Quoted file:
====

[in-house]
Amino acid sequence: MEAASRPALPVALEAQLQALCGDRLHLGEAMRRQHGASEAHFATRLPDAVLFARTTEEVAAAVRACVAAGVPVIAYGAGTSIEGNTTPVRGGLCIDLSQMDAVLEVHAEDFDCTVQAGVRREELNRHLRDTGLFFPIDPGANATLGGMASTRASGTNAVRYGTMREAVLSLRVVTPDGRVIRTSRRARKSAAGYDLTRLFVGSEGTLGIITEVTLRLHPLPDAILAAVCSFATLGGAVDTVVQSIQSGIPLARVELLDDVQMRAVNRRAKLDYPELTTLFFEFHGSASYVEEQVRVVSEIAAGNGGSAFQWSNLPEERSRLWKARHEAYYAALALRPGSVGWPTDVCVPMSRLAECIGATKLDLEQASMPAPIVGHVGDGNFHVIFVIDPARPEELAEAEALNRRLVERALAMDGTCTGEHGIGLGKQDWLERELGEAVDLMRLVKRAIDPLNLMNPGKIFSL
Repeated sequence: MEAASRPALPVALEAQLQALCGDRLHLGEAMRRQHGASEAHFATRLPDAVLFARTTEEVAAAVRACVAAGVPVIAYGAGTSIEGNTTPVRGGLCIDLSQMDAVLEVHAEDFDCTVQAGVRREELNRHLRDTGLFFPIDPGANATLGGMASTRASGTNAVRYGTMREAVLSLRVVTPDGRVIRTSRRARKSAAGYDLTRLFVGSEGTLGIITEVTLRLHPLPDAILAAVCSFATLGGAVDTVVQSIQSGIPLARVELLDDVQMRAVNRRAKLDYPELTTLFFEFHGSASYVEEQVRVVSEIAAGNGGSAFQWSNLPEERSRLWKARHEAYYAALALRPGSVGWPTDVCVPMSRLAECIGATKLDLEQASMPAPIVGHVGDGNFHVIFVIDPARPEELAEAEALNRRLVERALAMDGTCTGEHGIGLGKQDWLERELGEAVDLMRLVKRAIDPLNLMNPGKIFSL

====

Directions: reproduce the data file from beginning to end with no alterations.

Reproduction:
[in-house]
Amino acid sequence: MEAASRPALPVALEAQLQALCGDRLHLGEAMRRQHGASEAHFATRLPDAVLFARTTEEVAAAVRACVAAGVPVIAYGAGTSIEGNTTPVRGGLCIDLSQMDAVLEVHAEDFDCTVQAGVRREELNRHLRDTGLFFPIDPGANATLGGMASTRASGTNAVRYGTMREAVLSLRVVTPDGRVIRTSRRARKSAAGYDLTRLFVGSEGTLGIITEVTLRLHPLPDAILAAVCSFATLGGAVDTVVQSIQSGIPLARVELLDDVQMRAVNRRAKLDYPELTTLFFEFHGSASYVEEQVRVVSEIAAGNGGSAFQWSNLPEERSRLWKARHEAYYAALALRPGSVGWPTDVCVPMSRLAECIGATKLDLEQASMPAPIVGHVGDGNFHVIFVIDPARPEELAEAEALNRRLVERALAMDGTCTGEHGIGLGKQDWLERELGEAVDLMRLVKRAIDPLNLMNPGKIFSL
Repeated sequence: MEAASRPALPVALEAQLQALCGDRLHLGEAMRRQHGASEAHFATRLPDAVLFARTTEEVAAAVRACVAAGVPVIAYGAGTSIEGNTTPVRGGLCIDLSQMDAVLEVHAEDFDCTVQAGVRREELNRHLRDTGLFFPIDPGANATLGGMASTRASGTNAVRYGTMREAVLSLRVVTPDGRVIRTSRRARKSAAGYDLTRLFVGSEGTLGIITEVTLRLHPLPDAILAAVCSFATLGGAVDTVVQSIQSGIPLARVELLDDVQMRAVNRRAKLDYPELTTLFFEFHGSASYVEEQVRVVSEIAAGNGGSAFQWSNLPEERSRLWKARHEAYYAALALRPGSVGWPTDVCVPMSRLAECIGATKLDLEQASMPAPIVGHVGDGNFHVIFVIDPARPEELAEAEALNRRLVERALAMDGTCTGEHGIGLGKQDWLERELGEAVDLMRLVKRAIDPLNLMNPGKIFSL